You do not live either in the past or the future. You see, hear and feel what is happening in the present moment; you are aware in this present moment. The best way to gauge whether a person was aware is to check whether he knows what is happening at that moment. If you are not aware you will be in the long-lost past. On the other hand, you may be dreaming of or building castles in the air about the future which hasn’t yet come. You may be enjoying or lamenting over the past or the future and then again you are not in the present and you don’t have awareness. We miss the present moment in both these situations. The present is being wasted moment to moment, if you are not aware.
We may be emotionally involved with the hindrances and may be enjoying or lamenting about what we are remembering. If we are emotional and bogged down in defilements, there is no awareness at that moment. When you are aware you may also get defilements but you know that it is happening in the present moment. This is the second point. Point is, if we are not here and do not know what is happening that means we are not in this moment spatially. We are at a different place. We sat down here to give importance to mindfulness. We sat down to be aware and to establish mindfulness and not with any other objective than precisely to be in the present moment with mindfulness and to observe the breath. We must develop that overall attitude, forget the rest, keep other intentions aside and do not bring all of them into the meditation and become a prisoner. Do not bring all the expectations to your seat and spoil the meditation, do not corrupt the meditation and do not cover the meditation as otherwise meditation practice becomes difficult to continue.
Step 5 - Establishing Mindfulness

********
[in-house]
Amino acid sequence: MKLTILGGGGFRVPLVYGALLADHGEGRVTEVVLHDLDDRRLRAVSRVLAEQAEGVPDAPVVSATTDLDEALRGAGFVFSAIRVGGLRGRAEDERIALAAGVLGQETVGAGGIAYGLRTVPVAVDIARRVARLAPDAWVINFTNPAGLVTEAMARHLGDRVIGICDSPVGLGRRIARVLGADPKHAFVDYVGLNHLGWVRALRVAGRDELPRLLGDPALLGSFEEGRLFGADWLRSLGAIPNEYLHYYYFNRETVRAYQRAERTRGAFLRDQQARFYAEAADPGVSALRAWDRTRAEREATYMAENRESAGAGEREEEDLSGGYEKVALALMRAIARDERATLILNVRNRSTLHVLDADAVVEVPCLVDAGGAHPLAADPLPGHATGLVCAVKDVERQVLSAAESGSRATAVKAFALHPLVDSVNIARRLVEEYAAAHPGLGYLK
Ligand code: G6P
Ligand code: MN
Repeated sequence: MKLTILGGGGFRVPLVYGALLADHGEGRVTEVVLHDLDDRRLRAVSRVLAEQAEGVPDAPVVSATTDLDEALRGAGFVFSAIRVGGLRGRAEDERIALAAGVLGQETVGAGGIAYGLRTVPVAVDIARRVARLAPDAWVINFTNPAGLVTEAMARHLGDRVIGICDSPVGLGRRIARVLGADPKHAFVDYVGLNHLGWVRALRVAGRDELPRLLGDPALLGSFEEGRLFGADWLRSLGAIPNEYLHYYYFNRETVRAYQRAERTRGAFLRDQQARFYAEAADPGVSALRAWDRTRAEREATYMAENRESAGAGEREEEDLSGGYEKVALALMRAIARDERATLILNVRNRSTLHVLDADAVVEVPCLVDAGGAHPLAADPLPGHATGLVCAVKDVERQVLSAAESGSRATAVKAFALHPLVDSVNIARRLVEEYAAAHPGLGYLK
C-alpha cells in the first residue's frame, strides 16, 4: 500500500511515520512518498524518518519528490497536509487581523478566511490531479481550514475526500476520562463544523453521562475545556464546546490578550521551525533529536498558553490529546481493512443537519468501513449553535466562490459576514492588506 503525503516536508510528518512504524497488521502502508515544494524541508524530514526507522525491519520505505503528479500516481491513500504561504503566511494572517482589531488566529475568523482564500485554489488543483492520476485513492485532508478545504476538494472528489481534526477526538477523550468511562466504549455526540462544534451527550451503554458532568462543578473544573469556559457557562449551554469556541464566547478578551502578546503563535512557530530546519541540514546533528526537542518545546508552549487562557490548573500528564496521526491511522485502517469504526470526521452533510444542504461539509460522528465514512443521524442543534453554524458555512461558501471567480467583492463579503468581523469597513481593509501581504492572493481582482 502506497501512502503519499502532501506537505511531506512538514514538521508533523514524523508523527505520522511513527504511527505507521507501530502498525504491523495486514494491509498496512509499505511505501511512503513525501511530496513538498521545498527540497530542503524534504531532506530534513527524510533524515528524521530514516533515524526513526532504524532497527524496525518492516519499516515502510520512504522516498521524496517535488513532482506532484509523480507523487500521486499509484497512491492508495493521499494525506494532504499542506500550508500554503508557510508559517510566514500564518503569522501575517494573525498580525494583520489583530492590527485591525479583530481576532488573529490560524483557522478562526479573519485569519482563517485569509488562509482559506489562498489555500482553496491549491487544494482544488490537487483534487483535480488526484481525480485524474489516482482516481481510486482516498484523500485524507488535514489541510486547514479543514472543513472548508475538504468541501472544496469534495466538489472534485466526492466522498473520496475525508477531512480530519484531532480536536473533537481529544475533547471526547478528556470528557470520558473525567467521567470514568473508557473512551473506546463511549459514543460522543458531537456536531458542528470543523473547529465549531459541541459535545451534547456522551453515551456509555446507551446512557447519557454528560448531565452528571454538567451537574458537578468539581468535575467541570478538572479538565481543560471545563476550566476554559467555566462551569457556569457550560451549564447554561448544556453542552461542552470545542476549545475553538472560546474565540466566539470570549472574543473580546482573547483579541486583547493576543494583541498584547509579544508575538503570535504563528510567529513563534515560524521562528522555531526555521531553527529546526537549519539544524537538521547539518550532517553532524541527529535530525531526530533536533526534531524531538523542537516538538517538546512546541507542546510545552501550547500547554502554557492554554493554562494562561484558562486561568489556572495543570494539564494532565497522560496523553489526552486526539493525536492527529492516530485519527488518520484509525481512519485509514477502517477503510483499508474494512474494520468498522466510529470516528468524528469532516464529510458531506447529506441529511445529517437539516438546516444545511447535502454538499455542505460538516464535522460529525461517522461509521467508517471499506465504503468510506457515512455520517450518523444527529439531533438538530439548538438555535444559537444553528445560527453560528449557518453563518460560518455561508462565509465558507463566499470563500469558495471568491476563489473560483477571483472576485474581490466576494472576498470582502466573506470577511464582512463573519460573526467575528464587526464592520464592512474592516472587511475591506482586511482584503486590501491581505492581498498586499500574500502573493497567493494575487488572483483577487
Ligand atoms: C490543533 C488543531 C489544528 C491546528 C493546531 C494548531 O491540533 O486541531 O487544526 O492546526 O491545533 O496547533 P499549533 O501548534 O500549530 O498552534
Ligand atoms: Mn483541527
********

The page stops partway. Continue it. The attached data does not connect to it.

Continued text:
Mindfulness is the primary factor. First place should be given to mindfulness. We are not trying to concentrate our mind on the breath. Most meditators get confused at this point. The most common answer to what Ānāpāna Sati is, is “to concentrate the mind on the breath.” This is wrong. It says, “parimukhaṃ satiṃ.” We should establish good mindfulness, nothing to do with concentration. Not to control the mind, not to stop it from wandering, we are just being aware of what is happening.
The action of inhalation and the action of exhalation usually happen without our knowledge; without our observation. Though it happens without our knowledge, when we are aware of our body, we begin to feel that the body inhales and exhales. Therefore when you are silent and calm just be watchful of your body, be aware for about two, five, ten, fifteen or even twenty minutes. Then when our mindfulness is established in front we begin to see, the body is inhaling and exhaling throughout all the physical activities.
When you are aligned with the body, being free of past and future thoughts and in the present moment, being here in this moment, you will instantly begin to feel that the body is inhaling and exhaling. Do not be hasty thinking now I felt the breath, now it is ok, now I can concentrate my mind. Just be observant of the body, not with your eyes but with mindfulness. Sometimes you will feel the breath, again it will disappear and again it might be felt. Whether you feel it or not, just be observant of the body and the posture.
We might remember things or people, but they are just thoughts. All of them will be forgotten in a little while when a new thought comes........Why do we get attached to these thoughts and run miles with them when their existence is very temporary and they are something we forget after a while?.......
What is the importance of the sounds we are hearing now? Is there any need to even think of them as a disturbance? Whenever we attribute a value to them by labelling them as a disturbance, we give them more strength to disturb us. Just let the sounds be heard......
Within a-thousand-and-one sounds and thoughts you will deeply feel that you are breathing.......... Dear Dhamma Friends, try to find time to practice Composure of Mindfulness of Breathing as frequently as possible....It will bring you peace.......
Source: Upul Nishantha Gamage, Meditation Instructor at Nilambe Meditation Centre, Sri Lanka